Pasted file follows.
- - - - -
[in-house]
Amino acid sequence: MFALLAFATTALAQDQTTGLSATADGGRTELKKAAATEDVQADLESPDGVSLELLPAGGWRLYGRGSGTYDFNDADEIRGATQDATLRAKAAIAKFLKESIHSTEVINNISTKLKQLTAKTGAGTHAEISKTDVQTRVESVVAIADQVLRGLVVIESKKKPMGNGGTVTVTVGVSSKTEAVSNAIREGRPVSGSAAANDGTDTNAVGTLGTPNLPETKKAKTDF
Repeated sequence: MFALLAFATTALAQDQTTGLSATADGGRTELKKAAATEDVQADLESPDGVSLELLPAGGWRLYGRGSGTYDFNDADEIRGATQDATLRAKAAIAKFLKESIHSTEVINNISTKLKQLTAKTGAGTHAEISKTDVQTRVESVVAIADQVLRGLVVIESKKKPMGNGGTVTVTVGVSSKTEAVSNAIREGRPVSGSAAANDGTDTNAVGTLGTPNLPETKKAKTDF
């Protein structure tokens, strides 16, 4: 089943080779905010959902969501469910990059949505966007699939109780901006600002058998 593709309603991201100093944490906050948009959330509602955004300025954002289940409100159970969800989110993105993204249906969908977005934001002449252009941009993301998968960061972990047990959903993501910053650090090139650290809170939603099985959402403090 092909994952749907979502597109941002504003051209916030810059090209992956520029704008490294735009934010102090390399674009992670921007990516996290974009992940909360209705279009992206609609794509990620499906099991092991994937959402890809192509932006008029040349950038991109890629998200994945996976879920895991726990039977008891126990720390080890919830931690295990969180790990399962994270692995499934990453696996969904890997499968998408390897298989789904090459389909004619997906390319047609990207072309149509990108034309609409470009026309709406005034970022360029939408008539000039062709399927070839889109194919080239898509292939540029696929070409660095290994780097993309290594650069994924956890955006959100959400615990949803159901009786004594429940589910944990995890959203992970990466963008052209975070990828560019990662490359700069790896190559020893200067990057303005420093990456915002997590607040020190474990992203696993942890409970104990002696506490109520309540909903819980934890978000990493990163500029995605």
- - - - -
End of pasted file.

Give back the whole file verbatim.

[in-house]
Amino acid sequence: MFALLAFATTALAQDQTTGLSATADGGRTELKKAAATEDVQADLESPDGVSLELLPAGGWRLYGRGSGTYDFNDADEIRGATQDATLRAKAAIAKFLKESIHSTEVINNISTKLKQLTAKTGAGTHAEISKTDVQTRVESVVAIADQVLRGLVVIESKKKPMGNGGTVTVTVGVSSKTEAVSNAIREGRPVSGSAAANDGTDTNAVGTLGTPNLPETKKAKTDF
Repeated sequence: MFALLAFATTALAQDQTTGLSATADGGRTELKKAAATEDVQADLESPDGVSLELLPAGGWRLYGRGSGTYDFNDADEIRGATQDATLRAKAAIAKFLKESIHSTEVINNISTKLKQLTAKTGAGTHAEISKTDVQTRVESVVAIADQVLRGLVVIESKKKPMGNGGTVTVTVGVSSKTEAVSNAIREGRPVSGSAAANDGTDTNAVGTLGTPNLPETKKAKTDF
């Protein structure tokens, strides 16, 4: 089943080779905010959902969501469910990059949505966007699939109780901006600002058998 593709309603991201100093944490906050948009959330509602955004300025954002289940409100159970969800989110993105993204249906969908977005934001002449252009941009993301998968960061972990047990959903993501910053650090090139650290809170939603099985959402403090 092909994952749907979502597109941002504003051209916030810059090209992956520029704008490294735009934010102090390399674009992670921007990516996290974009992940909360209705279009992206609609794509990620499906099991092991994937959402890809192509932006008029040349950038991109890629998200994945996976879920895991726990039977008891126990720390080890919830931690295990969180790990399962994270692995499934990453696996969904890997499968998408390897298989789904090459389909004619997906390319047609990207072309149509990108034309609409470009026309709406005034970022360029939408008539000039062709399927070839889109194919080239898509292939540029696929070409660095290994780097993309290594650069994924956890955006959100959400615990949803159901009786004594429940589910944990995890959203992970990466963008052209975070990828560019990662490359700069790896190559020893200067990057303005420093990456915002997590607040020190474990992203696993942890409970104990002696506490109520309540909903819980934890978000990493990163500029995605």